• Difficulty sitting
  • Skin irritation due to frequent urination
  • Pacing or restlessness
  • Avoidance of exercise
  • Breathing difficulties
  • Whining due to pain
  • Seizures
  • Collapse

My dog has bladder cancer and I have no money

The cost of caring for a dog with bladder cancer can be overwhelming. Medication, expensive tests, and follow-up care can quickly add up to thousands of dollars. There are some organizations that are willing to help you out financially.

The FACE Foundation for Animals

The FACE Foundation for Animals focuses on dogs with bladder cancer and those that need lifesaving surgeries. They also can help with emergency veterinary care.

If you have a dog who needs chemotherapy or surgery, you can contact the FACE Foundation for Animals to see if you qualify, but they have strict guidelines in place. They won’t just give money to anyone who asks and you’ll need to provide your vet with information about the cost of care before being considered for assistance.

Veterinary Care Charitable Fund (VCCF)

VCCF provides financial assistance to pet owners who have difficulty paying for the cost of veterinary care. Veterinary care is defined as pet health care issues resulting from disease, illness or injury that is required to maintain or improve the quality of life for a pet.

The VCCF takes applications on an ongoing basis and will generally approve owners within 48 hours of receiving their applications. The organization pays vets directly and can typically cover up to $500 in medical care per applicant per year.

Magic Bullet Fund

The Magic Bullet Fund is a 501(c)(3) non-profit organization dedicated to providing financial assistance for canine cancer treatment. The Magic Bullet provides short-term financial aid to families that cannot afford the full cost of their dog’s cancer treatment.

Applications are reviewed on a case-by-case basis, but the organization will only help with treatment costs and not routine exams, vaccinations or spaying/neutering.

Brown Dog Foundation

Brown Dog Foundation provides one-time financial assistance to families in order to prevent immediate euthanasia or suffering when pet owners are faced with a treatable but financially devastating illness or injury in their companion animal. The Brown Dog Foundation offers financial aid to lower-income families and those who are facing economic hardship due to illness or job loss. The Brown Dog Foundation will review all applications and decide whether the applicant meets their criteria for assistance.


RedRover is one such organization that works to prevent cruelty to animals, including animal abuse and neglect, by providing grants for veterinary care. They also provide funding for spay/neuter surgeries, public education on responsible pet ownership, and emergency relief services. Their website has a directory of organizations that can help you find resources for financial assistance for your pet when you need it.

The Mosby Foundation

The Mosby Foundation is another organization that provides financial assistance to people who are struggling financially and can no longer afford their pets’ medication or surgery. The Mosby Foundation will even cover the cost of euthanasia for pets whose owners are unable to afford it. Call 540-885-2260 for more information on how to apply for help from this foundation.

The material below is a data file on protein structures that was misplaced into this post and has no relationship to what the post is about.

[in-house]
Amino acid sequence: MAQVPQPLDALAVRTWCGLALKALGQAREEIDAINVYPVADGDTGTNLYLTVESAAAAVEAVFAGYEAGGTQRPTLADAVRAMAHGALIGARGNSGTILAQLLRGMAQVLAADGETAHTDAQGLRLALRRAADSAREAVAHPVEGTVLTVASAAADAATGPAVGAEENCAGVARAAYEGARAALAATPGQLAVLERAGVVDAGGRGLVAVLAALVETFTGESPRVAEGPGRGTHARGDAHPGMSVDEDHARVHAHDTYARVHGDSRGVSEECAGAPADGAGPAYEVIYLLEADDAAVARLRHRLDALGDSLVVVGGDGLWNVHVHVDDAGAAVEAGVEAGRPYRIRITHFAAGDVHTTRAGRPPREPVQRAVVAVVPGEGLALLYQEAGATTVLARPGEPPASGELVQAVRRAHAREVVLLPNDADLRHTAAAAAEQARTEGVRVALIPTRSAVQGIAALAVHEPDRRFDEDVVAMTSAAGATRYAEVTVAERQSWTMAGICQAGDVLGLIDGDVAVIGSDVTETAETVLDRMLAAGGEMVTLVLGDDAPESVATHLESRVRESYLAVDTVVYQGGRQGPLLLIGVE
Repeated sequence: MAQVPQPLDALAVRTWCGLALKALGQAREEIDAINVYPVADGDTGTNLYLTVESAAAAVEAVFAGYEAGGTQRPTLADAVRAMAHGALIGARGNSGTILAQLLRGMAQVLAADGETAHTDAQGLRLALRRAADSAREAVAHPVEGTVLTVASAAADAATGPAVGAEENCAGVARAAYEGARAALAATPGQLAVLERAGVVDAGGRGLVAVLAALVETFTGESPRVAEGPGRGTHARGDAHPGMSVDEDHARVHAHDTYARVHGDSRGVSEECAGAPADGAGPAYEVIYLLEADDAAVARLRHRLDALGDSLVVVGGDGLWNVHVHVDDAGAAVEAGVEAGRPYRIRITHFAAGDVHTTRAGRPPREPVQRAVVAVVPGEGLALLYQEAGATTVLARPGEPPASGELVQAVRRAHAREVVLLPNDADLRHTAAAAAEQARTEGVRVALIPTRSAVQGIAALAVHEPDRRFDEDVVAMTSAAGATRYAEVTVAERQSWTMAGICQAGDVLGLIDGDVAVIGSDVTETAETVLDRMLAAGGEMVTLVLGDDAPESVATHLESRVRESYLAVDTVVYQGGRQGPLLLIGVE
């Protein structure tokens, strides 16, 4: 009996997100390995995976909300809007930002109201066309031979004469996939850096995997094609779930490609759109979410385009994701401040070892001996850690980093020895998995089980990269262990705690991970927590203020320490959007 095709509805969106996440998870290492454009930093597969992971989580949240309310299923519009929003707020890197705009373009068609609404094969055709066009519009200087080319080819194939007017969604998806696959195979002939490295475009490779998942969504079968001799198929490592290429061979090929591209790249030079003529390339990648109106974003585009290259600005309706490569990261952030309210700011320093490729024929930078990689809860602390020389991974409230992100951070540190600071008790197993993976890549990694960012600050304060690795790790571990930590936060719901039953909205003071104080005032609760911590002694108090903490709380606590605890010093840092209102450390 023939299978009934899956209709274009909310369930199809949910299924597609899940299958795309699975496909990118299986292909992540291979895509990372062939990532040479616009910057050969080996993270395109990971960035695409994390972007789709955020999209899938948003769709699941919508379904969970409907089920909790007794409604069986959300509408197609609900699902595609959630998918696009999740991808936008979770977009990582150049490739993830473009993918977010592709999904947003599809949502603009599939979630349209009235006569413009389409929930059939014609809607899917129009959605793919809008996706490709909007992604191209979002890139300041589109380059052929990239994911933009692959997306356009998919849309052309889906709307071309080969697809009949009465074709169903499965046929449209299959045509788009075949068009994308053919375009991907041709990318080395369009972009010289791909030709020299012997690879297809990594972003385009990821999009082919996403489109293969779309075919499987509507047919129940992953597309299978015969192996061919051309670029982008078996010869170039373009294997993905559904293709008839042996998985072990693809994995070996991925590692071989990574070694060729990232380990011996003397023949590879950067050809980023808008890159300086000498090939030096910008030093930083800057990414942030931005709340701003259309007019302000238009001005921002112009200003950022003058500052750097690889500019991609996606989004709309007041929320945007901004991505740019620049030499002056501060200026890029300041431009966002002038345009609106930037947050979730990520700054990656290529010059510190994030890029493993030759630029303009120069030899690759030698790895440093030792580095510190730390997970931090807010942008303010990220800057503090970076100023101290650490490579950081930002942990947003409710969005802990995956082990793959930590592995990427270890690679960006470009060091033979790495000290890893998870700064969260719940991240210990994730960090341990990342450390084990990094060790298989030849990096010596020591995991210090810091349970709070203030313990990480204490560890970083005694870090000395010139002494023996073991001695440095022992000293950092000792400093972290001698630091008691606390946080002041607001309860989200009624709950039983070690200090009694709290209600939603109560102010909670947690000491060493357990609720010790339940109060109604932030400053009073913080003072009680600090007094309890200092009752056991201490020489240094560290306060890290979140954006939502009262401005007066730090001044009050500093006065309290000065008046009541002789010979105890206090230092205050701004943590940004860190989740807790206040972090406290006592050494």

Care Credit

Care Credit is a credit card specifically for veterinary bills. They offer no-interest and low-interest payment options that allow you to pay bills over time. Not every vet accepts Care Credit, but they do work with many veterinary hospitals across the country. Visit their website to find out which vets accept Care Credit in your area.


This service allows you to finance your veterinary care over six months with no interest and no credit check. The application process is very easy and only takes a few minutes. You can apply online or by phone. You will receive an answer immediately after submitting the application, so there is no need to wait until the next business day. VetBilling is available at more than 2,500 private practices nationwide — ask your veterinarian if they accept this payment option.


Crowdfunding has become much more popular in recent years, and it can be an excellent way to raise money for a particular purpose or project. In this case, you can use crowdfunding to help pay for your pet’s medical expenses. Sites like GoFundMe allow anyone to create a fundraising campaign with very little setup time or cost. Once your campaign is live online, you can share it with friends and family on social media or by email.

Conclusion of bladder cancer in dogs

Bladder cancer can be difficult to detect in its early stages, and it is usually not found until it has begun to spread to other areas of the body. There are a number of tests that can confirm that a dog has bladder cancer and then determine how far the cancer has spread. These tests include urinalysis, radiographs, and ultrasound. If the cancer is caught early on, treatment may be possible; however, if the cancer has already spread to other parts of the body, euthanasia may be necessary.

The following is a summary of the euthanasia decision-making process:

  • If your dog is in pain, consider euthanasia.
  • If your dog is dehydrated or cannot drink/eat, consider euthanasia.
  • If your dog is bleeding uncontrollably, consider euthanasia.
  • If your dog’s condition is worsening rapidly (e.g., incontinence, muscle wasting, weakness), consider euthanasia.
  • If you’re tired of dealing with it and don’t want to spend money on treatment or medication, consider euthanasia.

In the end, it’s about the quality of life for your dog. As long as your dog can still find joy in life and has a high quality of life, then it is not time to consider euthanasia. But when those things start to fade away and his quality of life begins to decline noticeably, it may be time to consider ending his suffering.

Dog Bladder Cancer Treatment Options: Vlog 111
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Hannah Elizabeth is an English animal behavior author, having written for several online publications. With a degree in Animal Behaviour and over a decade of practical animal husbandry experience, Hannah's articles cover everything from pet care to wildlife conservation. When she isn't creating content for blog posts, Hannah enjoys long walks with her Rottweiler cross Senna, reading fantasy novels and breeding aquarium shrimp.